The Sendai Framework was built in 2015 with the emphasis on disaster risk management and a broadened focus to both natural and man-made hazards and related environmental, technological and biological hazards and risks. Health resilience has since been strongly promoted throughout. In the Framework, there is a highlighted goal in strengthening of disaster risk governance, including national platforms; accountability for disaster risk management; preparedness to “Build Back Better”; recognition of stakeholders and their roles; mobilization of risk-sensitive investment to avoid the creation of new risk; resilience of health infrastructure, cultural heritage and work-places. Disaster risk governance at the national, regional and global levels is of great importance for an effective and efficient management of disaster risk. Strengthening disaster risk governance for prevention, mitigation, preparedness, response, recovery and rehabilitation is necessary and fosters collaboration and partnership across mechanisms and institutions for the implementation of instruments relevant to disaster risk reduction and sustainable development.
In the world’s fight against coronavirus, some countries have been demonstrating effective responses through organized operations and involved communities, while other countries are still struggled. Some main crutches to those countries who are struggled seem to be ‘disinformation’ and ‘demonisation’ according to many media reports and articles.However, there has been little discussion in the international arena in systematically incorporating ‘Disaster Risk Governance’ in dealing with COVID-19 risks and crisis, even for those countries who are relatively successful so far.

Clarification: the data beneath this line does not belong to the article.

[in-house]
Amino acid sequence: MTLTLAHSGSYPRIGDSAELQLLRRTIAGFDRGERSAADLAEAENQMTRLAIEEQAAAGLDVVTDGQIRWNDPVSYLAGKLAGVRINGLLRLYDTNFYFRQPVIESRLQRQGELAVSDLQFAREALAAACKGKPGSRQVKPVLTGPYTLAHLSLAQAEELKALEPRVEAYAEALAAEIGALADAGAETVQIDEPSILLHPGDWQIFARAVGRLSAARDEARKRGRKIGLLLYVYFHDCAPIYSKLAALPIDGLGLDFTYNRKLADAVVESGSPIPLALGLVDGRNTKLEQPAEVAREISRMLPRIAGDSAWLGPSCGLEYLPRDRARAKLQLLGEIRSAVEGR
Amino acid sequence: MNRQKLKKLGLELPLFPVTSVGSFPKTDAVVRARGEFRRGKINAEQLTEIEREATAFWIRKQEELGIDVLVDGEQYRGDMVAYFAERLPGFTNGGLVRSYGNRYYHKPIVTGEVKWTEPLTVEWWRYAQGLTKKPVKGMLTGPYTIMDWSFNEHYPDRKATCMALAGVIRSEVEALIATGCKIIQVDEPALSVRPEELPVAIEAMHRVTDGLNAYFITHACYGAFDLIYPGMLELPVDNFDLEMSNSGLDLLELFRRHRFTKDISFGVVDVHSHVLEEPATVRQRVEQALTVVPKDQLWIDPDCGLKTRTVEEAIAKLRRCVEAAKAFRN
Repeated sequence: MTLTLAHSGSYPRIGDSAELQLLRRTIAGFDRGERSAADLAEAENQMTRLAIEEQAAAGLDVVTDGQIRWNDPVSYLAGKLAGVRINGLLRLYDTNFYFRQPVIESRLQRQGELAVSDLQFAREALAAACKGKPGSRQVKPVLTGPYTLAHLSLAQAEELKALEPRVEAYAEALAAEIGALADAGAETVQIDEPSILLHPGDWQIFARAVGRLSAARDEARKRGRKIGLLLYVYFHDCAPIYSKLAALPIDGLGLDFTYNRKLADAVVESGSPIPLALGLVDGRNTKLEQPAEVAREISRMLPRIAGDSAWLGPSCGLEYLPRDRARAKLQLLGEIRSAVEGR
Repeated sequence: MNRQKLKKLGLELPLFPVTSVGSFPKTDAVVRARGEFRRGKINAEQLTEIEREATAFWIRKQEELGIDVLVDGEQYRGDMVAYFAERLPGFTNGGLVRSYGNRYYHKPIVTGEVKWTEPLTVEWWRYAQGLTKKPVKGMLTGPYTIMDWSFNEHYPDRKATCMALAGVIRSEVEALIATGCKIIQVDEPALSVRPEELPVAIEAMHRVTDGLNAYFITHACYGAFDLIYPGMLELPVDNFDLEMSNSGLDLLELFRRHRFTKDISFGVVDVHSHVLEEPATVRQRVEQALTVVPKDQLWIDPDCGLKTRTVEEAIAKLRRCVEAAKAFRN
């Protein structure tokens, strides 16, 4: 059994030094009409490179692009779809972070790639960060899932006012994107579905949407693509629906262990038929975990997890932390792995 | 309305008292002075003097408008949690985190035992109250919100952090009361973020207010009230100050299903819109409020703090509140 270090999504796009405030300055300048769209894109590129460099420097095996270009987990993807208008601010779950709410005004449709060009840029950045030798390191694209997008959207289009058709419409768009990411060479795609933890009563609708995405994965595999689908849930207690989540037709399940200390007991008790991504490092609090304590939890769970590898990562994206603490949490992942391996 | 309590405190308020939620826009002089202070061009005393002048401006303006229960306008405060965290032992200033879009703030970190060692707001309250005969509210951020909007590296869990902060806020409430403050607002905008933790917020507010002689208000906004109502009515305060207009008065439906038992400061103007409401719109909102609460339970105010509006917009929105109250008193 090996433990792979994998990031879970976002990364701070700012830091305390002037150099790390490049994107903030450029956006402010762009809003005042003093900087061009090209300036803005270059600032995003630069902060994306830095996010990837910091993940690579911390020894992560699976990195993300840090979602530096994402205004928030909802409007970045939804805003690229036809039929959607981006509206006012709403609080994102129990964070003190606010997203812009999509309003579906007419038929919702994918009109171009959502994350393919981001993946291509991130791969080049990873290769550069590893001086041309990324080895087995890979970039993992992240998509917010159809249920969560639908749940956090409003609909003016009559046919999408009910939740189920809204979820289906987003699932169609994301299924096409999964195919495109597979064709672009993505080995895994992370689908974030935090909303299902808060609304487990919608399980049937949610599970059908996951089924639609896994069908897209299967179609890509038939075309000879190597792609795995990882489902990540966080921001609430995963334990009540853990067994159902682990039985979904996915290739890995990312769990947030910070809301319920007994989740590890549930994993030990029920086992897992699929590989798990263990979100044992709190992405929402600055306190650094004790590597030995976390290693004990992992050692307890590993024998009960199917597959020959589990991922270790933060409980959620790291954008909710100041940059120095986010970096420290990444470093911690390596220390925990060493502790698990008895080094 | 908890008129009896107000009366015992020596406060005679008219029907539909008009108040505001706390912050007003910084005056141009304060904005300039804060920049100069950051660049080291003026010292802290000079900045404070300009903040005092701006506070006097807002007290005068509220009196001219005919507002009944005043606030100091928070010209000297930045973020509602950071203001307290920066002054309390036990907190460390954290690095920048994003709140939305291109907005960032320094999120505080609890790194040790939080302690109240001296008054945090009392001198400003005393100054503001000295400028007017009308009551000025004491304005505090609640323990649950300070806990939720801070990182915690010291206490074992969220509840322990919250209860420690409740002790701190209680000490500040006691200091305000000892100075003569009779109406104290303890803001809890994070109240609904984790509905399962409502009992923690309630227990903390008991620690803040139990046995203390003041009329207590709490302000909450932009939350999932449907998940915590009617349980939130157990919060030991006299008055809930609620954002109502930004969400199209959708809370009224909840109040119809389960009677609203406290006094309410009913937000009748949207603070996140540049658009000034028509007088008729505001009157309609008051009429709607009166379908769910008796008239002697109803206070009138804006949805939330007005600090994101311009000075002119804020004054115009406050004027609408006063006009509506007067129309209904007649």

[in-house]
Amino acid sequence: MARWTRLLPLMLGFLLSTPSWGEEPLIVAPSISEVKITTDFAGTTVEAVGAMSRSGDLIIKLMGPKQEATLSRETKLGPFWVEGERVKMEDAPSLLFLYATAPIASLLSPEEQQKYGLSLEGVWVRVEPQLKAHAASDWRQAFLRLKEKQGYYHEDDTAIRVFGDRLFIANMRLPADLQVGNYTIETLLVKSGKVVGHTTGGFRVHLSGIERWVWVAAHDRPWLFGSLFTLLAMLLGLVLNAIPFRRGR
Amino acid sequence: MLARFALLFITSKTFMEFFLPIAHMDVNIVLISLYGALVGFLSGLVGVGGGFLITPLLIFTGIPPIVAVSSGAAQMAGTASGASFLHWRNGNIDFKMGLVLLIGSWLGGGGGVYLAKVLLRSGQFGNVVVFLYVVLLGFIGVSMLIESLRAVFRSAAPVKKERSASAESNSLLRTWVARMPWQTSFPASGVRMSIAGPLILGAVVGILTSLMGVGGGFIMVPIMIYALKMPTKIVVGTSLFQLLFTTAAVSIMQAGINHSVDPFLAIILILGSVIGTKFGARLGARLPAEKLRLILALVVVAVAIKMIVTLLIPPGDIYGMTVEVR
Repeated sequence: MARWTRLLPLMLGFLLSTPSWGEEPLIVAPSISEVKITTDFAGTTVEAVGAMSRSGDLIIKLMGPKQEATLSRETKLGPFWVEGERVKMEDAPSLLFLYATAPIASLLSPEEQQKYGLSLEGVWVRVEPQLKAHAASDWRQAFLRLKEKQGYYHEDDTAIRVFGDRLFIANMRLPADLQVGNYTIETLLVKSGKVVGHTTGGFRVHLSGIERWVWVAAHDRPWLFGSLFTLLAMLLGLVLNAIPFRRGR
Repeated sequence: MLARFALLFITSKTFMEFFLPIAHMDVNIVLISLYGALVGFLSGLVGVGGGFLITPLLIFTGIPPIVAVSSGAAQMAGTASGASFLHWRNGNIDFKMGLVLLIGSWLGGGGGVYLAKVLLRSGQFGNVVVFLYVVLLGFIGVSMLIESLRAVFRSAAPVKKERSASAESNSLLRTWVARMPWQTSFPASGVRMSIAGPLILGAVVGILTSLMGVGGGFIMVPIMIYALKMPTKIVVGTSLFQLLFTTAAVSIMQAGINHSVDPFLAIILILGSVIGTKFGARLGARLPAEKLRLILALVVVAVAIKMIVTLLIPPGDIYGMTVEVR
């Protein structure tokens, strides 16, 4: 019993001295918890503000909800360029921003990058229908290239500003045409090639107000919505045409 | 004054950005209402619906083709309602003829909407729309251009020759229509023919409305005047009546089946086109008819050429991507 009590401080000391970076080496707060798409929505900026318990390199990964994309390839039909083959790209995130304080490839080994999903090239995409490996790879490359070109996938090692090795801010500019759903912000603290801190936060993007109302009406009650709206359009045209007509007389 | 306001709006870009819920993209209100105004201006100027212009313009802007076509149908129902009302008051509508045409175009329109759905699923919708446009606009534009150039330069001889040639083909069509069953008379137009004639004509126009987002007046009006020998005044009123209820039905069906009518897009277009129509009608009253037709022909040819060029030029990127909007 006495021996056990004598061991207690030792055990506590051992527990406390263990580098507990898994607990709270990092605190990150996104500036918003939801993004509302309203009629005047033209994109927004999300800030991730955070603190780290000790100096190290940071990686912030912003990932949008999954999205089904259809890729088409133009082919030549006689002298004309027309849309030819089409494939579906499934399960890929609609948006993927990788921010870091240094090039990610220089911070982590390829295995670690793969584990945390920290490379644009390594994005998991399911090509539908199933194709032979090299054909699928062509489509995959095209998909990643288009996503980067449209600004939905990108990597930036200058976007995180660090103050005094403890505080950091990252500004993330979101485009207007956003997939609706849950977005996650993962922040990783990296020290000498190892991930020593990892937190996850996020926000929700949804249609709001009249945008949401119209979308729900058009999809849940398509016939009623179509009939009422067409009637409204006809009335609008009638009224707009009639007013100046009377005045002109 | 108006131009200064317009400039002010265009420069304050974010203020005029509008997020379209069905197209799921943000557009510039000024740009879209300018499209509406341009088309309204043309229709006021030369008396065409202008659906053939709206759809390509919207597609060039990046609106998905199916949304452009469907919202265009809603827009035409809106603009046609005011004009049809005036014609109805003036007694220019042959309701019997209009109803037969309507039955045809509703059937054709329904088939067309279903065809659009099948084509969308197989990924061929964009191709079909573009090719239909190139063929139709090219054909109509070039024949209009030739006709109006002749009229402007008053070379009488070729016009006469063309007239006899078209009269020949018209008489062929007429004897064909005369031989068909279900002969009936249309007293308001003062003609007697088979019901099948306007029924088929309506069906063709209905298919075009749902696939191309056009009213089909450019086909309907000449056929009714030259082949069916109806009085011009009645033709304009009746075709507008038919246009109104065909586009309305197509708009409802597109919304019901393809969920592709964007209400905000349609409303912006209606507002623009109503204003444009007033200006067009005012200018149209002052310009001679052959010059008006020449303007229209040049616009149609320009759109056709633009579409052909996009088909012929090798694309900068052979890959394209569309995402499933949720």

The main purposed of this joint project is to understand how disaster risk governance is taken into consideration in fighting against coronavirus at different countries. We propose to document and analyze how the joined advanced industrial societies manage risks. We will analyze the effects of COVID-19, and assess the governance and public education in place to communicate its risk prior to and during the disasters, and how governments have responded since. We aim to assess how measures, tools, and governance structures can help to reduce biological risk and increase societal resilience, with a special focus on the importance of assessing, communicating, and managing risks.
Understanding and comparing how these countries assess and manage risk and crisis beyond design or expectation in the entire risk management cycle can allow us to identify more robust risk reduction strategies, especially regarding risk communication, that can be implemented elsewhere, enabling to enhanced societal resilience in the future.
WUN Proposal Project Coordinator and Contact: Professor Hsiao-Wen Wang